Living Space: Go wild for tile

By Kathryn Weber
Sept. 19, 2013 at 4:19 a.m.

Mixing tile sizes adds interest.

Mixing tile sizes adds interest.

Tile was once coldly utilitarian and blandly oblivious to any kind of real style. Fast forward to today's tile and the choices and varieties are limitless. Perhaps the biggest news is that tile is being used in more ways than ever before. Tile's fresh look makes for easy upkeep, too.

From metallic to natural-looking stone to glass, you can now create a beautiful room by using one style, or better still, combining a variety of tile styles and sizes.

Tile is being used more on walls outside of the shower. Instead of sticking with small 4-by-4 or 6-by-6 tiles, you can now decorate showers and bathrooms with 12-inch and larger tiles; tiny, intricate mosaics; glass strips and even pebbles. Adding tile up bathroom walls creates a spa look at home.

Set the style

Tile can also be used to reflect the style of a home. The pattern can be especially powerful. For example, using certain tile patterns on floors and walls can create a period feel.

A running bond pattern in a long, rectangular-shaped tile will create a turn-of-the-century look. Add tile with a crackled glaze and the look can grow even more authentic. Take that same running bond and apply it to large tiles with a stone look, and you can even recreate the look of a castle floor.

Mix tiles

Today, tile manufacturers carry a wide variety of tile sizes as well as accent and trim pieces to match. If you want a cleaner, more contemporary look, limit the variety of tiles used. If you want an opulent look, mix tiles.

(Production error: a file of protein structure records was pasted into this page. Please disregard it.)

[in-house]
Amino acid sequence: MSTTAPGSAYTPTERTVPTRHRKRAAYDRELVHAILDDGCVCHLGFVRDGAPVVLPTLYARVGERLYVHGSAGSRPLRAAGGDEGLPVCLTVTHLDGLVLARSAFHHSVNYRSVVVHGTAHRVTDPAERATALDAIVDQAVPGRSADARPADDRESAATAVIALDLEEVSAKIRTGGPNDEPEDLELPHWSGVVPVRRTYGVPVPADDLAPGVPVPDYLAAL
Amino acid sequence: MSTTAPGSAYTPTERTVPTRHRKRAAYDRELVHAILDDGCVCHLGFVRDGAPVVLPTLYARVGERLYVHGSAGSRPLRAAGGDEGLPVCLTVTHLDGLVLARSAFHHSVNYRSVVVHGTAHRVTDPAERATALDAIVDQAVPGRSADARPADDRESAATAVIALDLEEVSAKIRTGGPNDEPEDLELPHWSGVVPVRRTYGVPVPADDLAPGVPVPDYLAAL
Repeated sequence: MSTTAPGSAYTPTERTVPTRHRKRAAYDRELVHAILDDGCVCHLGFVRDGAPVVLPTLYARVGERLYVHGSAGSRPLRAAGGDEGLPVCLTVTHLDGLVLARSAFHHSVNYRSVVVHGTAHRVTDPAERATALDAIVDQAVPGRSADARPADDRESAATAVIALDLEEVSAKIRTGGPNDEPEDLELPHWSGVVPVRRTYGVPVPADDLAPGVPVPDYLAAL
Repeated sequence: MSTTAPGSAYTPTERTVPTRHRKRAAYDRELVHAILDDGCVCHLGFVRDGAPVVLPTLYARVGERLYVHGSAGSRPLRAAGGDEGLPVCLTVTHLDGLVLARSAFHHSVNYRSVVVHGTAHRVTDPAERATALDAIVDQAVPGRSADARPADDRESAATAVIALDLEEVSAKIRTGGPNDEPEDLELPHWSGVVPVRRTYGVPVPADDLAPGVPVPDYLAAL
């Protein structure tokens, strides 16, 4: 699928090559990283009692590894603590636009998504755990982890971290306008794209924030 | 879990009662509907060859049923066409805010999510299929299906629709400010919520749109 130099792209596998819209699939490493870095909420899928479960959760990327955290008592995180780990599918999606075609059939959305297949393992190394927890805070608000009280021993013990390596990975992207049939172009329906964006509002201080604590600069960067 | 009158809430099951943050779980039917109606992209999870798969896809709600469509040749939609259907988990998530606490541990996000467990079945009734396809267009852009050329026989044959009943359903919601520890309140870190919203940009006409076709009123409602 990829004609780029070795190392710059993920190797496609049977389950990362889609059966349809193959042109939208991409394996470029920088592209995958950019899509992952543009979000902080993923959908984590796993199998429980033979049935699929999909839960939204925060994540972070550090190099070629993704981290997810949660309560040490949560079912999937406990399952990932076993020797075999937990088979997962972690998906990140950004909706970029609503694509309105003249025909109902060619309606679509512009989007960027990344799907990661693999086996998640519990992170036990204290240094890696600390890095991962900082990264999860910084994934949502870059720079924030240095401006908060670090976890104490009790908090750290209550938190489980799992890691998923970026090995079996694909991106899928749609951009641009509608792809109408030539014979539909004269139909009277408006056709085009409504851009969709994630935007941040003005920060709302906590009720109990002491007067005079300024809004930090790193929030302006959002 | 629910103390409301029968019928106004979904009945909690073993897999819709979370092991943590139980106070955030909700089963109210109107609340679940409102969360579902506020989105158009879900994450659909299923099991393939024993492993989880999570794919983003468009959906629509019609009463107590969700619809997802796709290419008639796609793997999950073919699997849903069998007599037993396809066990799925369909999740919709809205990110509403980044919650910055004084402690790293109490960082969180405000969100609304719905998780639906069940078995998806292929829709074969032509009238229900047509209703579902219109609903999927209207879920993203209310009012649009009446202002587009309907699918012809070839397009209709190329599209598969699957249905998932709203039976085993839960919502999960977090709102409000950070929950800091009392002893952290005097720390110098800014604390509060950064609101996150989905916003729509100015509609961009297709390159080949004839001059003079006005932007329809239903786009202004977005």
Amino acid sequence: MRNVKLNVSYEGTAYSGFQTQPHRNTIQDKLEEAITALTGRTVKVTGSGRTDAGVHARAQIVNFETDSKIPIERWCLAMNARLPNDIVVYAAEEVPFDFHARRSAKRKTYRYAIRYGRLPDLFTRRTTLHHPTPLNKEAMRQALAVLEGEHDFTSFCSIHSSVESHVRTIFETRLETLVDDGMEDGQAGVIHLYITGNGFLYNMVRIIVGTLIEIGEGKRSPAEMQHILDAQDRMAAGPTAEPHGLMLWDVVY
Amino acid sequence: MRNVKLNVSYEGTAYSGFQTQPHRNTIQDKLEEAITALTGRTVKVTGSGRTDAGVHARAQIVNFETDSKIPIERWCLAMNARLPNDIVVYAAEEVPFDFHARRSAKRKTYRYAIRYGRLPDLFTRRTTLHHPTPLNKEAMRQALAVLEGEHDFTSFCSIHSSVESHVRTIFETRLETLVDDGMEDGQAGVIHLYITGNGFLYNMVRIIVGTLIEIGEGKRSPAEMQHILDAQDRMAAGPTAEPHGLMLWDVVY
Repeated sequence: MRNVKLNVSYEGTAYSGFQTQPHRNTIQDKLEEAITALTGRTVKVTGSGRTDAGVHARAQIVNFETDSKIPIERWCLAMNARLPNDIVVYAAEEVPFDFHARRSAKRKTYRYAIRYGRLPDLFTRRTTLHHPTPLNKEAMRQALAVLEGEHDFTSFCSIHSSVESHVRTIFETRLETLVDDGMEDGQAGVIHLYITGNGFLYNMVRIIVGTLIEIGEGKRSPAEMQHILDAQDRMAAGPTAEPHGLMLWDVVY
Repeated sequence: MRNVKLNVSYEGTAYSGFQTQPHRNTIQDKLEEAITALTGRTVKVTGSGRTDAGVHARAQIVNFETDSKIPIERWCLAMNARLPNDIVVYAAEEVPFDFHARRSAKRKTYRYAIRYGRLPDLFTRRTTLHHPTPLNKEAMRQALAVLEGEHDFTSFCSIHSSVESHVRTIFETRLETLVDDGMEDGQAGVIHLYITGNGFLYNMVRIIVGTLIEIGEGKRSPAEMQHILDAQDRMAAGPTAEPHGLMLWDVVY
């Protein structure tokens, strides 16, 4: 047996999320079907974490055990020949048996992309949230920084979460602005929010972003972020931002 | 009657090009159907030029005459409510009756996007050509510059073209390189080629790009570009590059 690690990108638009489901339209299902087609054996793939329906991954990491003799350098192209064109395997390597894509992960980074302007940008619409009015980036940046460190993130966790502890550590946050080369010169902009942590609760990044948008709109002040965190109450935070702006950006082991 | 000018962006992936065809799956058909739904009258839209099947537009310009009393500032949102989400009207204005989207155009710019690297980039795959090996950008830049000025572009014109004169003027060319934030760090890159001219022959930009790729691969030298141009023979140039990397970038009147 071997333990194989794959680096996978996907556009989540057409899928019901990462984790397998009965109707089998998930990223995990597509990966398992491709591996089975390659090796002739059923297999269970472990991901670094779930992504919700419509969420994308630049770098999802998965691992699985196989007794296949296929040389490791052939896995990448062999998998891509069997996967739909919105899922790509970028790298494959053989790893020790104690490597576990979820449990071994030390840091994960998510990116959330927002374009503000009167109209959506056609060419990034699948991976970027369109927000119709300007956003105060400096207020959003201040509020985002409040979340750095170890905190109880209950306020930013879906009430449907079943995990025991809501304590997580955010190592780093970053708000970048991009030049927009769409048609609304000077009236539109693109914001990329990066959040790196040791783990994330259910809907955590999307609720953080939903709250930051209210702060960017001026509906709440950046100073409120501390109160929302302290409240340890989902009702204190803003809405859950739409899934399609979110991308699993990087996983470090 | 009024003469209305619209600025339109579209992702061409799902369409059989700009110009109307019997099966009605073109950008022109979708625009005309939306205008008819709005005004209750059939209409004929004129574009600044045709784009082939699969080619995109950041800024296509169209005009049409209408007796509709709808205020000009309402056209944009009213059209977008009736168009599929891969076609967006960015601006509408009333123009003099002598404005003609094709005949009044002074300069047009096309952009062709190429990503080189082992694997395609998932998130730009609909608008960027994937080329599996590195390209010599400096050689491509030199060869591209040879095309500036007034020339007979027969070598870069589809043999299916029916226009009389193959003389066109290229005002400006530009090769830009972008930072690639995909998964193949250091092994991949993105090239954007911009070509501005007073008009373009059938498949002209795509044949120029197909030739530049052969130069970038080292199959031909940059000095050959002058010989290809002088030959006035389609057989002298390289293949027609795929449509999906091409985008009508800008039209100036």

Try adding a stone pebble finish in a wave pattern in the middle of a shower wall or on the floor of the shower. Mix finishes, such as metallic or glass, with your tile to give it a burst of interest. Instead of wood trim in the bathroom or kitchen, add a tile baseboard. The look is updated, and tile can withstand more wear and tear than wood.

Be cautious

The only concerns with tile are where it's used and grout. Many kitchens today feature rough tile backsplashes, and while they look fantastic, once grease splatters on this type of finish, it can be tough to clean.

A particularly wonderful look is metallic tile behind a stove. These smooth-surface tiles dress up the area and are easy to clean. Tile should make your life easier because it's durable and easy to clean.

Grouting material has improved, especially in wet environments like the bath, grout needs to be sealed and with the new grouts that contain sealer, this problem is eliminated.

Kathryn Weber is a home and decorating columnist and publishes the Red Lotus Letter feng shui ezine. For more information, contact Weber through her website



Powered By AffectDigitalMedia